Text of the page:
“Armenia” sailing yacht to arrive in Limassol port
Diary Date – Thursday 11 August 2011
The sailboat “Armenia” will arrive at the Limassol new port at 7:00 pm.
Limassol is the final stop of its epic world journey, which started on 28 May 2009 from Valencia, Spain.
The expedition has voyaged through the Mediterranean Sea, Gibraltar, North America, South America, Panama Canal, as well as the Atlantic and Pacific Oceans. The adventurous crew and ‘Armenia’ have sailed to Argentina and Cape Horn where they encountered treacherous seas. While sailing on the coast of Chile, they experienced a near encounter with the Tsunami earlier in 2011.
The crew consists of seven Armenians and the head of the expedition is Dr. Zori Balayan, a renowned Armenian author, traveller and human rights activist.
Its mission is to increase world awareness about the Armenian nation, once a significant seafaring people with more than 1000 ships in 24 big ports of the Kingdom of Cilicia (1080-1375), which had special ties with Lusignan Cyprus.
The ship is dedicated to Saint Mesrob Mashdots, who “discovered” the Armenian alphabet in 405 AD and the 1700th anniversary of Christianity in Armenia (301 AD), while its arrival coincides with the 20th anniversary of the Republic of Armenia, which became a reality after the dissolution of the Soviet Union.
The ship is adorned with the 38 letters of the Armenian alphabet, the Armenian cross and the Armenian symbol of eternity.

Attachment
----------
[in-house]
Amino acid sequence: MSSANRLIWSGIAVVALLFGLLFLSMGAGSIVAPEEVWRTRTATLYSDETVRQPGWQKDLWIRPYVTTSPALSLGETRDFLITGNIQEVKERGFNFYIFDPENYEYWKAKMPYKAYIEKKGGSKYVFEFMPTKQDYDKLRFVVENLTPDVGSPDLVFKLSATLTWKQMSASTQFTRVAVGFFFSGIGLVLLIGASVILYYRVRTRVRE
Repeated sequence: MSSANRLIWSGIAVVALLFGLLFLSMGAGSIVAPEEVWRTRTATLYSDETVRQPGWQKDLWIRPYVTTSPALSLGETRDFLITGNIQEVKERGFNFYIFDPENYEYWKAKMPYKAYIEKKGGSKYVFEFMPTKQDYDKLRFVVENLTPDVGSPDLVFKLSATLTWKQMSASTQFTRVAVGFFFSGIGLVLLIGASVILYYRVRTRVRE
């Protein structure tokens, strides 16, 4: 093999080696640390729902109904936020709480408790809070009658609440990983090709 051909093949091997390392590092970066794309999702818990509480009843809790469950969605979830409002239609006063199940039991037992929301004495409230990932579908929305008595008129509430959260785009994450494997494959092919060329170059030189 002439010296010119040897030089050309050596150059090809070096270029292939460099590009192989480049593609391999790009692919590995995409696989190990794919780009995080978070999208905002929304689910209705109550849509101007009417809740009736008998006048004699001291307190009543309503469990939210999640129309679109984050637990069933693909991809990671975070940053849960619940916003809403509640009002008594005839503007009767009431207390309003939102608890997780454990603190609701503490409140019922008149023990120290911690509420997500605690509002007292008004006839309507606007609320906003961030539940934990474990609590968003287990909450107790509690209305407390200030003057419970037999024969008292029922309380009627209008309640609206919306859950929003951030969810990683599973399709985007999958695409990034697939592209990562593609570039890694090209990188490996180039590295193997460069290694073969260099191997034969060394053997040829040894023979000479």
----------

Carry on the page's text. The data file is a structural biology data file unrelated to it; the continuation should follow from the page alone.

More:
A special welcoming ceremony will be held, followed by a cocktail reception, in the presence of Their Excellencies the President of the Republic of Cyprus Demetris Christofias and the President of the Republic of Armenia Serzh Sargsyan.
Armenian links within Cyprus
Larnaca: The church of Sourp Stepanos is considered itself to be the oldest monument of the Armenian massacres, built between 1909-1913 with a commemorative inscription on its entrance. In Larnaca there is also the Armenian Genocide Memorial, built between 2006–2008 and adjacent to the marina.
Nicosia: The current Armenian Genocide Monument was constructed between 1990-1991 by architect John Guevherian and is located in the courtyard of the new Sourp Asdvadzadzin church in Strovolos. In 1996 some martyrs’ remains from the Der Zor desert in Syria were interred within the monument, while more bone remains are kept in the two marble columns, built in 2000 in front of the monument. In 2002 an obelisk was inaugurated in front of the AYMA premises in Strovolos, also containing some bone remains.
Of great importance is the Sourp Magar (Saint Makarios) monastery, located in Turkish-occupied Halevga, on the Pentadhaktylos mountain range. The monastery was originally established circa the year 1000 and passed into the hands of the Armenians sometime before 1425. It was a renowned place of pilgrimage for Armenians and non-Armenians alike, as well as being a place of recuperation and rest and a way station for pilgrims en route to the Holy Land. A large number of beautiful and invaluable manuscripts were housed there, as was the miracle-working icon of Saint Makarios. It has been occupied by the Turkish military since August 1974 and is today in a pitiful state, being left at the mercy of vandals and nature